DIBRUGARH, Feb 20 - A special lecture on ‘Current Economic Issues in Myanmar, 2019’ was organised by the UGC Centre for Studies on Bangladesh and Myanmar, Dibrugarh University recently. It was delivered by U Khin Maung Nyo, a noted economist and former faculty member in the Yangon University of Economics, Myanmar.
With over 60 books published in Burmese on education, economy, business and youth development, he has delivered lectures at Universities, Ministries, National Defence College, Chamber of Commerce and academic institutes in Myanmar and abroad.
A Senior Fellow at the Centre for Economic and Social Development and Senior Advisor at the Myanmar Institute of Strategic and International Studies, U Nyo also served in the Prime Minister’s Office until 2006. A member of the National Minimum Wage Committee in 2017, he has, moreover, participated as Advisor to the Government Group at the Second Peace and National Reconciliation Conference, 2017, in Myanmar.
Initiating the programme, Prof DK Chakraborty, Coordinator, UGC Centre for Studies on Bangladesh & Myanmar, Dibrugarh University, welcomed the dignitaries and highlighted the current research activities undertaken by the Centre in the field of Area Studies, with special emphasis on Myanmar. He informed the house about the successful completion of the recent overland field visit to Myanmar by himself and Dr Ambuj Thakur, a faculty of the same Centre, covering aspects like connectivity, Assamese diaspora in Myanmar, local handicraft industries and agriculture. He buttressed the point on how little we know about Myanmar despite being neighbours. In his opinion, the economy of the neighbouring country is an interesting case study since its problems related to poverty, low levels of GDP and HDI, unemployment etc., are similar to what we face in our north-eastern region. Dr Ambuj Thakur introduced the speaker, U Khin Maung Nyo, to the audience.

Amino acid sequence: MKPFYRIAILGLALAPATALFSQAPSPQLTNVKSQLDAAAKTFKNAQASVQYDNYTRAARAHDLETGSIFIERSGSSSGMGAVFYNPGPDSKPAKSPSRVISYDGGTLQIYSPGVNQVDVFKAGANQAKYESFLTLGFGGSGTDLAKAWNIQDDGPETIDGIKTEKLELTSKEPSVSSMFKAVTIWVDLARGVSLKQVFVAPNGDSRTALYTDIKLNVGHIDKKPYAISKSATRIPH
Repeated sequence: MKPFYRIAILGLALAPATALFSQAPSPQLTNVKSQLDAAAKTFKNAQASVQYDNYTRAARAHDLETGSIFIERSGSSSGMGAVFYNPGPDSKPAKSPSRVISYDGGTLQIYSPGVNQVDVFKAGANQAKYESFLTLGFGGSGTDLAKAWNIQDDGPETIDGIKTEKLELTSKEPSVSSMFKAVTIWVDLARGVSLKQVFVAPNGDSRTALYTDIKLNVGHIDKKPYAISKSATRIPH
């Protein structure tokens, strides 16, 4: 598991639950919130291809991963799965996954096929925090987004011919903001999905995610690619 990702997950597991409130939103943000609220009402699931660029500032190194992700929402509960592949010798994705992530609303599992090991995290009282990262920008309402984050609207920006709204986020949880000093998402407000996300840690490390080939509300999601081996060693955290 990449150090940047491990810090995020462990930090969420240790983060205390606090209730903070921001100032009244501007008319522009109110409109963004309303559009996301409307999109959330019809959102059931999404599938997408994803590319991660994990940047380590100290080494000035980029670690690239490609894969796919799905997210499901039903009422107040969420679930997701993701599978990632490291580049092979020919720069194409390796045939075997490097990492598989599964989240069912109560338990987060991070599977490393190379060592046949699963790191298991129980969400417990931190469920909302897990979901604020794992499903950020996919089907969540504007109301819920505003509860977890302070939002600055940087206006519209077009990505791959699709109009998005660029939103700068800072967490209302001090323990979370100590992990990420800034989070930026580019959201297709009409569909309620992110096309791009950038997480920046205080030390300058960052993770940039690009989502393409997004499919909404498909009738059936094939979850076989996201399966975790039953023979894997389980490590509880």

Delving into the meaning of the name ‘Myanmar’ as a ‘quick and strong’ state, U Nyo underlined the multiple factors involved in the process of building up the nation, state and democracy in the country currently. Though Myanmar was designated as a Least Developed Country in 1987 due to its weak economy, with improving indicators in the fields of GNI per capita, HAI and EVI since 2018, he was hopeful that by 2024 it would graduate to a developing country status. However, in the process of this economic transition, he felt that there has to be a robust information dispersal mechanism to allay any misgivings and fears among the people of the country. Though still vulnerable to external shocks even now, the gradual improvements in the economy has resulted in optimism within international agencies like the World Bank and the International Monetary Fund respectively. A big challenge for the country was to bridge the gap between the different stakeholders while sharing their enthusiasm in the process of nation and state-building respectively.
Regarding India’s “Look East” or “Act East” Policy, he expressed the view that Myanmar feels that although the definition of “East” for India includes the whole of ASEAN and East Asia, yet he felt that India ‘looks’ beyond Myanmar when it says “Look East” and the same is in case of “Act East”. The most important concern regarding India-Myanmar relationship is of low connectivity between the two countries. He also stated that the amount of Indian investment is very low in Myanmar which is also another reason for the weak relationship between the two countries. The most important reason for low level of Indo-Myanmar border trade according to U Nyo is the limited number of permissible tradable goods due to which there is huge amount of informal trade taking place along the border. The point to be noted, he said, that India is viewed positively by everyone in Myanmar. He ended on a positive note saying that the time is ripe for India to take steps to strengthen its relationship with Myanmar.